As church members worship in homes or in small groups they are finding creative ways of doing church and fellowship. In this time when members are relying on themselves and not on organized programs from an elected committee, questions are being raised about the role of the organization. This adds to the already many questions that some members have been asking in the last decades, especially with the increased application of technology in people’s lives and society concerning the running of the organization. Young people especially have been asking such questions and are no longer willing to give blind loyalty to organizations. All organizations (e.g., political parties, companies or even churches) are struggling to get the loyalty and support of young people. The youth expects organizations to justify why they deserve their support and loyalty. It is no longer enough to simply expect support and loyalty and commitment on the basis that this is how things have been done from the beginning. This is a disturbing, troubling and worrying space to be for a voluntary organization that relies on the free-will commitment of its members. Life after COVID-19 will be very different and institutions would need to be prepared to deal with a society which is likely to have experienced a mindset shift. The fundamental question would be, after weeks of home worship, what is church really? What is real and true worship? Do we need a building and a congregation with the traditional style of worship and liturgy? Do we need to invest in church buildings and other physical infrastructure? Where is the storehouse and where I should send my tithes and offerings? Why do we need a worldwide church structure? Why can’t we have more regional or local structures that are loosely connected to one another? What is the role of women and youth in these small group or home churches? How do we relate with the many online independent ministries that are offering content for some of the home churches? What if one wants rather to support these financially, and not the traditional church?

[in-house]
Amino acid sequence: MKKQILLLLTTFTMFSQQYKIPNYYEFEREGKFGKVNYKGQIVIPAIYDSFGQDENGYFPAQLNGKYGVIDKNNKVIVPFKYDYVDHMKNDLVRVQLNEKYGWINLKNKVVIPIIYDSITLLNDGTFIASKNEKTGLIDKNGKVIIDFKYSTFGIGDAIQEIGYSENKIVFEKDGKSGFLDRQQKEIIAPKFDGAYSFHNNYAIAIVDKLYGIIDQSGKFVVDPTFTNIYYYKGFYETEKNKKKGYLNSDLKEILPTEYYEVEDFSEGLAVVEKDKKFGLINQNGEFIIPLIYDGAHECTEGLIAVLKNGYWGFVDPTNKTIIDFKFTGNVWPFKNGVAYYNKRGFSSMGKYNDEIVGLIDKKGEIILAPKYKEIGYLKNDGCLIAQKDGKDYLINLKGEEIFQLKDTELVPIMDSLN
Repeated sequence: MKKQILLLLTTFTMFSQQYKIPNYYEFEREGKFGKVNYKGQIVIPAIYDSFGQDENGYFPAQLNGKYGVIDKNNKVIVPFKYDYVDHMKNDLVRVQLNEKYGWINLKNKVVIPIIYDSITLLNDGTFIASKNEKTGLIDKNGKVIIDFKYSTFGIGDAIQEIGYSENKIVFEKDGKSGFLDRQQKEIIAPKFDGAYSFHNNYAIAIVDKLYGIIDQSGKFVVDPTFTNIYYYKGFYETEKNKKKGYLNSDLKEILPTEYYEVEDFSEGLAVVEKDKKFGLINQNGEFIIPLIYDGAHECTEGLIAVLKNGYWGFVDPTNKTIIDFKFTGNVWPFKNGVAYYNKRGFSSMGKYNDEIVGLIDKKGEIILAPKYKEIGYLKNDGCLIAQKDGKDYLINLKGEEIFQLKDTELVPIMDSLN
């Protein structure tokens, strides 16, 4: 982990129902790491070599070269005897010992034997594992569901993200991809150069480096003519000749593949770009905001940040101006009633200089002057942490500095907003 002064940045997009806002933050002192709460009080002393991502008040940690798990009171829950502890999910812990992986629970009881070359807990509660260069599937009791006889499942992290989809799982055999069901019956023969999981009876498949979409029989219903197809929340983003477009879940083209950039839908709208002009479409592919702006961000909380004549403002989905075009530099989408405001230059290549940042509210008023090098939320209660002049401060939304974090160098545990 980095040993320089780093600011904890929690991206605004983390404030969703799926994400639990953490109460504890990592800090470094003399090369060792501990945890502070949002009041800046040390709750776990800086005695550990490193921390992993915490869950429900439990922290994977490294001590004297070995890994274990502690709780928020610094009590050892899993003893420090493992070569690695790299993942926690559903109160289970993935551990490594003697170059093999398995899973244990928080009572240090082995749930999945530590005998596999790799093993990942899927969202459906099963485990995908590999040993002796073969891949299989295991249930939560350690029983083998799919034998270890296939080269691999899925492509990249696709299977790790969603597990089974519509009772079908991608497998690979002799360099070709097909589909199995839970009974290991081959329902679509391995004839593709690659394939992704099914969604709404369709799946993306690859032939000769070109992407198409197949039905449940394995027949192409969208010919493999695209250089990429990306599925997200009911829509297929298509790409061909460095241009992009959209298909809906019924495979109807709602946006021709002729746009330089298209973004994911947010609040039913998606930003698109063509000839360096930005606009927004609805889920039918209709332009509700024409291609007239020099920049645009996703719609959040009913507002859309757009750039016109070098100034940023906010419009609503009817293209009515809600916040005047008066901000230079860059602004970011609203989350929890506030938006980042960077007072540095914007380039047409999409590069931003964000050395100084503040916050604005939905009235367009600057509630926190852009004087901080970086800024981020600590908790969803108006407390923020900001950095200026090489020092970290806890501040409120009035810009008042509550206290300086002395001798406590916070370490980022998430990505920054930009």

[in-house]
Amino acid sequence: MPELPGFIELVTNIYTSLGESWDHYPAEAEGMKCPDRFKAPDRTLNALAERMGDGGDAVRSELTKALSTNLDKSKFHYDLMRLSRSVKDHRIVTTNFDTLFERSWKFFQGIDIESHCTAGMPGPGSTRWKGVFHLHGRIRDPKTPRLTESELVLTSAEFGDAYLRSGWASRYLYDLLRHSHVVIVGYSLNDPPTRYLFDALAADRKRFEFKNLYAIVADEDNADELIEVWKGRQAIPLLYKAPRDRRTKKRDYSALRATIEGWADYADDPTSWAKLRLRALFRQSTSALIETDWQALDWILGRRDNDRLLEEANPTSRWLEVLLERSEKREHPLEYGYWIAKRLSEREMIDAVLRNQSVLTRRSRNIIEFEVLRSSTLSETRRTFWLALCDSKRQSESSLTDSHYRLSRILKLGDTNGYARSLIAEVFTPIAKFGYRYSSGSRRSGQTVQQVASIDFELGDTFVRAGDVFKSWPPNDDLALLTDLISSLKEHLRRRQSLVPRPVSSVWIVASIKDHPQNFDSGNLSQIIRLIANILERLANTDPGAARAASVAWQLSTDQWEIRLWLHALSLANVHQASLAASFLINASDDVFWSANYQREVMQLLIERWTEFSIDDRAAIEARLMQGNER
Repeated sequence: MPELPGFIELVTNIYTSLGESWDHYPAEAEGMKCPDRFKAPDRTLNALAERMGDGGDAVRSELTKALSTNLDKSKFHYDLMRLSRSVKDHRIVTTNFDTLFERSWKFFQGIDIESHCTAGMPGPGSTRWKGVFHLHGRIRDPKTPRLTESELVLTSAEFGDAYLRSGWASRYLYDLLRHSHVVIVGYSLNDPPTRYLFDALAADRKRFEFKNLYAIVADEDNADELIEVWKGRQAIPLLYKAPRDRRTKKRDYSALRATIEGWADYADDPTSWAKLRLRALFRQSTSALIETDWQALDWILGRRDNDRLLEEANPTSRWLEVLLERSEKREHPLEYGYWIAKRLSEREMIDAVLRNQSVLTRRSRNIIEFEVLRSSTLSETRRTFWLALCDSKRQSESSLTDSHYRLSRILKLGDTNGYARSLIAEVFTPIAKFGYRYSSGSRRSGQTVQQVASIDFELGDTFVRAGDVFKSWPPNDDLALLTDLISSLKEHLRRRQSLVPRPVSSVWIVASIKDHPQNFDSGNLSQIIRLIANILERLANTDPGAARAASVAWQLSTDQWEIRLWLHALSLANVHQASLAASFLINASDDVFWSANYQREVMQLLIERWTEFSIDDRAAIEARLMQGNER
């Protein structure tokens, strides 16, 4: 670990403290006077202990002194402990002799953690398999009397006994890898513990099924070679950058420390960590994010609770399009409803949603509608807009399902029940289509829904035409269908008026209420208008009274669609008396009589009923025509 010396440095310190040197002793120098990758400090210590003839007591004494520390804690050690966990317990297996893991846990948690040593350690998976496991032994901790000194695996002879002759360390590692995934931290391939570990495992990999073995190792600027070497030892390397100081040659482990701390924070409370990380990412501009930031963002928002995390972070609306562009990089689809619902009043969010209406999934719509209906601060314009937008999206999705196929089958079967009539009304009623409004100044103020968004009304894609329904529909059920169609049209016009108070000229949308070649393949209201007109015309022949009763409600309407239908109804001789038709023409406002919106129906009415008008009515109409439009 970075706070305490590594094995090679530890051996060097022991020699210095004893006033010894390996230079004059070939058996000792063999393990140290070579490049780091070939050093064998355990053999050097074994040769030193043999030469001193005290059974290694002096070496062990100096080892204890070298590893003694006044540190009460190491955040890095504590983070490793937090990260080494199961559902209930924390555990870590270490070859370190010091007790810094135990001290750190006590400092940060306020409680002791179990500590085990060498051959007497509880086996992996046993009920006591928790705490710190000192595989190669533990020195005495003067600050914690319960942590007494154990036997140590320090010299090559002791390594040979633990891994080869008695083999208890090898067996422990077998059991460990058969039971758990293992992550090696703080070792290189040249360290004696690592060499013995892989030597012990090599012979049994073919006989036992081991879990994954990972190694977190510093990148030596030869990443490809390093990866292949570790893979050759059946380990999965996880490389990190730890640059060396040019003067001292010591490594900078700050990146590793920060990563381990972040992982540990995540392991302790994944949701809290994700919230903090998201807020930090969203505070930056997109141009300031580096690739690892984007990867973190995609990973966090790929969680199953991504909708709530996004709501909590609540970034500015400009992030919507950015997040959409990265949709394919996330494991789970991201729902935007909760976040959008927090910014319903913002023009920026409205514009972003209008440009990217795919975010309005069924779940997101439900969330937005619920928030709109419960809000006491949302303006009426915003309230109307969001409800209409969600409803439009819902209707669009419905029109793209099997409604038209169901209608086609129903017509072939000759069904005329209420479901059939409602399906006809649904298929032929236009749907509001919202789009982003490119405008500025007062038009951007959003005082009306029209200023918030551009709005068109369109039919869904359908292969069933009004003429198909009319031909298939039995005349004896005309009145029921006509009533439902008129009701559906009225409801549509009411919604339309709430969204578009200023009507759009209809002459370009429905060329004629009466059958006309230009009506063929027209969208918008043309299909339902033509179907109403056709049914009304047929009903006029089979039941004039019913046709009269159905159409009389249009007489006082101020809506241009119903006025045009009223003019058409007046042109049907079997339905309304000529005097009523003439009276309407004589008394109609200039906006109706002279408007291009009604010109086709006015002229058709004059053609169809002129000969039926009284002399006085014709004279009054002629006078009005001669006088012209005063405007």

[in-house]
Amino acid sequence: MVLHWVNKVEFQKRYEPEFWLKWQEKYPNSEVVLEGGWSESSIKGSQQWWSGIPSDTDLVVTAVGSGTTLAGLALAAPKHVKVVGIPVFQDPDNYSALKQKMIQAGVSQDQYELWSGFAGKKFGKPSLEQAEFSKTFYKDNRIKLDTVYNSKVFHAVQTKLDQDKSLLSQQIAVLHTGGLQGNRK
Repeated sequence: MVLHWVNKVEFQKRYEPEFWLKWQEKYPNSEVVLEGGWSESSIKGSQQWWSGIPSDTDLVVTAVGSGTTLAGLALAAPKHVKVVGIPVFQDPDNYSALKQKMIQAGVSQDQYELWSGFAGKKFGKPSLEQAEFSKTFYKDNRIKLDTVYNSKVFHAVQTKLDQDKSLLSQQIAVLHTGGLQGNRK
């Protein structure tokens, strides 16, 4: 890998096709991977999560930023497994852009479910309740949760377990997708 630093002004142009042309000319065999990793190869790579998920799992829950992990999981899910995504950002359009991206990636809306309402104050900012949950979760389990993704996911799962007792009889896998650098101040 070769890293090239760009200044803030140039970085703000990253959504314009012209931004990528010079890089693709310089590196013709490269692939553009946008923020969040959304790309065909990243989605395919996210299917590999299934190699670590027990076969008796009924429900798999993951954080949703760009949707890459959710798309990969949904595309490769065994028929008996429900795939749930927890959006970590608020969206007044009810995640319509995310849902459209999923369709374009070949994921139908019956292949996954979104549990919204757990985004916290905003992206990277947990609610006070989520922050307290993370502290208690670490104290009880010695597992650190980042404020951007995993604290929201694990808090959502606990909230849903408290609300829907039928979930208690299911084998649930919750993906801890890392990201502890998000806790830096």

Rethinking the Concept of Church
Scary as these scenarios might be for church administrators, it would nonetheless be wise for church leaders to embrace the post-COVID-19 mindset and work with it in order to radically rethink what church is and how it should be organized and run. How can the church be more relevant to a changed society? How can the church become more efficient with its resources because they are not unlimited? How can the church start dealing with the very complex questions of relevance bedeviling the world. Issues of social justice, poverty and human rights, gender-based violence, racism, tribalism or ethnic segregation.